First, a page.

Best Women’s Erotica Of the Year, Volume 9

Best Women’s Erotica Of the Year, Volume 9

In “A Pirate Always Gets What She Wants” by Lisa Wolinsky the eponymous pirate (Captain Anise) is a woman. The role reversal speaks of the very essence of women’s erotica: women desiring, rather than being the object of male desire; women seducing and being seduced, tempting and being tempted, giving and receiving, daring and holding back and giving in. Erotic fiction has been a mainstay of Playgirl Magazine since its inception. From the 80s on, readers have generously shared their adventures and their forbidden desires in the “Reader’s Fantasy Forum”: “Send us your steamiest tales,” we solicited. “Fantasy of the month will receive $100. All others published will receive $25.” Readers have been answering in droves, some even got their wildest fantasies ‘interpreted’ by our marriage/family counselor.

In the nineteen short stories of Best Women’s Erotica of the Year, Volume 9 edited by Rachel Kramer Bussel (Cleis Press, 2023), women find the pleasure they seek. The common theme is temptation, but you’ll find little in common amongst these nineteen authors: some are straight-identified, others are queer or bi-sexual. Little in common amongst the characters: not their age (the “almost sixty” Bee in “Spacemate” by Louise Kane and the seventy-three year old cowboy of “On the Town” by Melissa Lurex), not their sexual orientation, their gender (the nonbinary professor of “A Dangerous Place” by Sienna Merit), their adventures (from the solo play in “Meditation for Stress” by Del Bartlette to the bi-sexual threesome of “Cariadon” by Monique Fisher).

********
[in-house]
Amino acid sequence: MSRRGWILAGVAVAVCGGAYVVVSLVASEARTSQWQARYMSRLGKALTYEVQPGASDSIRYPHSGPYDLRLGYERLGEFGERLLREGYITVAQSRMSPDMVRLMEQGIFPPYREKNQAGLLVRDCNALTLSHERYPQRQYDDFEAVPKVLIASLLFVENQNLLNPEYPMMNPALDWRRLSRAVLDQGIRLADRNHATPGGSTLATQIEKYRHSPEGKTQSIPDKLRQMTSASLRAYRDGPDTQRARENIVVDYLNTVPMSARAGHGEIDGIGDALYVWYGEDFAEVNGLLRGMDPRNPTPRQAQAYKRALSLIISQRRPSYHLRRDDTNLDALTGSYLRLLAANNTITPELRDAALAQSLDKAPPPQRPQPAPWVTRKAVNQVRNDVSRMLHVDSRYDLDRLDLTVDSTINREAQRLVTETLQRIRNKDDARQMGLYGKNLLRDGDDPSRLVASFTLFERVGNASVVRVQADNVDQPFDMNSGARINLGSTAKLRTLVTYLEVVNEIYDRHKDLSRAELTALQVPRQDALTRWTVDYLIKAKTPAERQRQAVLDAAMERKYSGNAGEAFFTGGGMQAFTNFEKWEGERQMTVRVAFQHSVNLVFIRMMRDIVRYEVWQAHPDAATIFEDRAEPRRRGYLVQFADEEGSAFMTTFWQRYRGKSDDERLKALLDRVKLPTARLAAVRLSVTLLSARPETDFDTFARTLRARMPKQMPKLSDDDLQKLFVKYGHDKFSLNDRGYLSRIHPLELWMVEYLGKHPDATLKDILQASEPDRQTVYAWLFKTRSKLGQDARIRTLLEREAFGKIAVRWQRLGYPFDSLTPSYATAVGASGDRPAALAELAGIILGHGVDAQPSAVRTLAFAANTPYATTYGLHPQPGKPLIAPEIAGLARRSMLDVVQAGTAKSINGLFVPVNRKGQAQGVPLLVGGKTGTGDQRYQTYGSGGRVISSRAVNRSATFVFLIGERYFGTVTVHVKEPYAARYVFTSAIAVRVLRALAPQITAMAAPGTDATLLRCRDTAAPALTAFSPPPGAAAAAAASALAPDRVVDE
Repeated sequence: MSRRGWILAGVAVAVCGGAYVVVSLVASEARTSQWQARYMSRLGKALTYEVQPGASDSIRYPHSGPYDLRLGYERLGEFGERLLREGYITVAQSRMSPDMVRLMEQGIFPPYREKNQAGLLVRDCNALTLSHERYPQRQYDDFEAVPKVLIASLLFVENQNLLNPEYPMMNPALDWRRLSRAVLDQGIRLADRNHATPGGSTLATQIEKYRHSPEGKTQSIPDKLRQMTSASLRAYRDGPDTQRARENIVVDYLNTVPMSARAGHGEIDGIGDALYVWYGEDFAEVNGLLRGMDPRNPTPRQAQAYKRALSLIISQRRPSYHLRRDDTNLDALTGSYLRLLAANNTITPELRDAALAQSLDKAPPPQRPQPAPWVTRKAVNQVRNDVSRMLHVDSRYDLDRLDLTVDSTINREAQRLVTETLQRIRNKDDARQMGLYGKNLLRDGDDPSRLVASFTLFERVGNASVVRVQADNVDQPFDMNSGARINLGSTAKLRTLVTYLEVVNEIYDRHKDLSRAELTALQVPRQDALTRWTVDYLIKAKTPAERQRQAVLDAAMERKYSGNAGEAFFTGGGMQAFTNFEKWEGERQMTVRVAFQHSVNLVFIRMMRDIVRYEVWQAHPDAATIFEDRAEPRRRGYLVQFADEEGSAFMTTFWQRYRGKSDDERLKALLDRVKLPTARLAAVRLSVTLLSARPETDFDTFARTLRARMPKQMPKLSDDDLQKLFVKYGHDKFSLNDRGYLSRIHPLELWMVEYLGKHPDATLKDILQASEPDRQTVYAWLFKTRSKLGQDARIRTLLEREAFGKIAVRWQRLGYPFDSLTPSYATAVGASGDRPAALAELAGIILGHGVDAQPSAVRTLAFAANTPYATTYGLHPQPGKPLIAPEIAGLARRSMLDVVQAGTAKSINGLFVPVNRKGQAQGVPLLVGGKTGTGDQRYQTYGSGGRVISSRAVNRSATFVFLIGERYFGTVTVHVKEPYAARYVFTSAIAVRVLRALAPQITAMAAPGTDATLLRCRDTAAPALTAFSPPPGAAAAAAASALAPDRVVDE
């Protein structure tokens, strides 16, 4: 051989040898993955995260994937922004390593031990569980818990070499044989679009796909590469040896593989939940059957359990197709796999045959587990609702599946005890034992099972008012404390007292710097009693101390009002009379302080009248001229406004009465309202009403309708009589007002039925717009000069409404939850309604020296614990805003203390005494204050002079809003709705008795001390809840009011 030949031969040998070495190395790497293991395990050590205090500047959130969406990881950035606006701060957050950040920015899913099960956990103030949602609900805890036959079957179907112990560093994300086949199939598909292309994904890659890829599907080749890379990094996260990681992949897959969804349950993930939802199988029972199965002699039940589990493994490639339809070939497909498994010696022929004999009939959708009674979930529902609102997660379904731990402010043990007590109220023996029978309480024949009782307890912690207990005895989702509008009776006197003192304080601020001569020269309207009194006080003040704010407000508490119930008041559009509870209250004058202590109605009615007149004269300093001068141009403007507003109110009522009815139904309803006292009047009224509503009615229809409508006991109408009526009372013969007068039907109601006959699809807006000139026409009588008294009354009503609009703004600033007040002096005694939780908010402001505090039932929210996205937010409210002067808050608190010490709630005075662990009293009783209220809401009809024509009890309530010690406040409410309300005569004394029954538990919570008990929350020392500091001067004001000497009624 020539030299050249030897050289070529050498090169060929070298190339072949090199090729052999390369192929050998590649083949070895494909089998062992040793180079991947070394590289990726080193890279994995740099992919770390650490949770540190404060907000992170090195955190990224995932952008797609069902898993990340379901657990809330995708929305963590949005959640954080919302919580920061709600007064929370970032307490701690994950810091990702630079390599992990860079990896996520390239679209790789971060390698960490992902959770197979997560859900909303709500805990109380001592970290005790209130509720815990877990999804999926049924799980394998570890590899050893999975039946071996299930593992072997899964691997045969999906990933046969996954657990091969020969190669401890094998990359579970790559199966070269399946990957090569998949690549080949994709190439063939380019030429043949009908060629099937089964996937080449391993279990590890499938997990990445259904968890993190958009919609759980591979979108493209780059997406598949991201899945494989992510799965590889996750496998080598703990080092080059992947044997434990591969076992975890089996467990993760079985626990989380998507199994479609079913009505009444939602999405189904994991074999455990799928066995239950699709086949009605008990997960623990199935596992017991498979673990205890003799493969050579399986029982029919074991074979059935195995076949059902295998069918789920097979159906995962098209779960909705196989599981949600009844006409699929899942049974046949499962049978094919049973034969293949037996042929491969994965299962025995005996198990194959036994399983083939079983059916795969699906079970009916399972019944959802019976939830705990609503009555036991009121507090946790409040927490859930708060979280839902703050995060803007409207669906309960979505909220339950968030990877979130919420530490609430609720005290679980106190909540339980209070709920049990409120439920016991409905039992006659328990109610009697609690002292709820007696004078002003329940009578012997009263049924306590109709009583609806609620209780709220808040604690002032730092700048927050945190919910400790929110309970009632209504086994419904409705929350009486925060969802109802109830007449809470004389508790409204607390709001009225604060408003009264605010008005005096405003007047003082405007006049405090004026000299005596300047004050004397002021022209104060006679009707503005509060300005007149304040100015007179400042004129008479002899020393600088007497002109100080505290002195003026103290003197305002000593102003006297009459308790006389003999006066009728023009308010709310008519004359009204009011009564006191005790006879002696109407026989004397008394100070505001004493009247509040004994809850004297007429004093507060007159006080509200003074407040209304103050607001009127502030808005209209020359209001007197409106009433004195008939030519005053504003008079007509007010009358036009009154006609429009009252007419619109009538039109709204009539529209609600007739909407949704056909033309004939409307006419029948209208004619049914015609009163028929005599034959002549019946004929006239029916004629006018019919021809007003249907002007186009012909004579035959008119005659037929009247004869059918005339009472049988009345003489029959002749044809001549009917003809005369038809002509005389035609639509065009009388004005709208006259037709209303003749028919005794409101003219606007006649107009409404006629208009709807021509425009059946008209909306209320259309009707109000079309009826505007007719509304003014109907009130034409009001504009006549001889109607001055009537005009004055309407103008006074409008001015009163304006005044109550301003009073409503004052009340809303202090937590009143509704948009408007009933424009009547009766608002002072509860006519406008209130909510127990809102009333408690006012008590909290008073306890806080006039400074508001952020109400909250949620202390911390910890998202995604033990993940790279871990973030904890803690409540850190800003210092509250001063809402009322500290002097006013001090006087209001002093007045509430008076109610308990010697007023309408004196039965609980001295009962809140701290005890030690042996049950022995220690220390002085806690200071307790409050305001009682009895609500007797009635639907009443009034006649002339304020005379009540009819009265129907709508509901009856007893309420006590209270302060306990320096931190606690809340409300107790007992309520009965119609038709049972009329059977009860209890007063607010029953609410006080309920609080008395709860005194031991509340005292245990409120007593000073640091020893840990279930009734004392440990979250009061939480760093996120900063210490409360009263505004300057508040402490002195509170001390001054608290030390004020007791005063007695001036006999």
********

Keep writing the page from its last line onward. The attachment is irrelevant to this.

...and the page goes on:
No doubt there’s a myriad of ways we can be -and are- ‘tempted.’ A myriad of desires to explore, fetishes and kinks to pursue, taboos to break. “Whether they’re in outer space, a library, a bar or much closer to home,” Kramer Bussel writes, “these lusty characters find that the acts of tempting and being tempted offer them pathways to unlock their deepest fantasies.” We’ll pick two of the nineteen stories to illustrate two (opposite?) raison d’etre of women’s erotica. In “The Juice on Her Chin,” Ruby Barrett comments on a painting with Eve, Adam and the serpent in the Garden of Eden: “They love to depict Eve as ignorant, unknowing in her sin or as a collaborator to evil (…) To me, in this painting, Eve no longer cares if she was an unwitting accomplice or a willing participant. Here, she is enlightened. She is a missionary of self-indulgence, pleasure and joy (…) She’s no longer to blame for someone else’s sin. She has ascended beyond the judgement of man.” There you have it: the ‘political’ core of women’s erotic literature and the very reason why Playgirl couldn’t be, won’t be without it. At the same time, erotic fiction is also about escapism: “I’ve come here because I want to escape my brain, my persona and simply feel,” writes Tara Parker in “No Resistance.” And so have generations of playgirls.

‘Best Women’s Erotica of the Year: Volume 9’ edited by Rachel Kramer Bussel.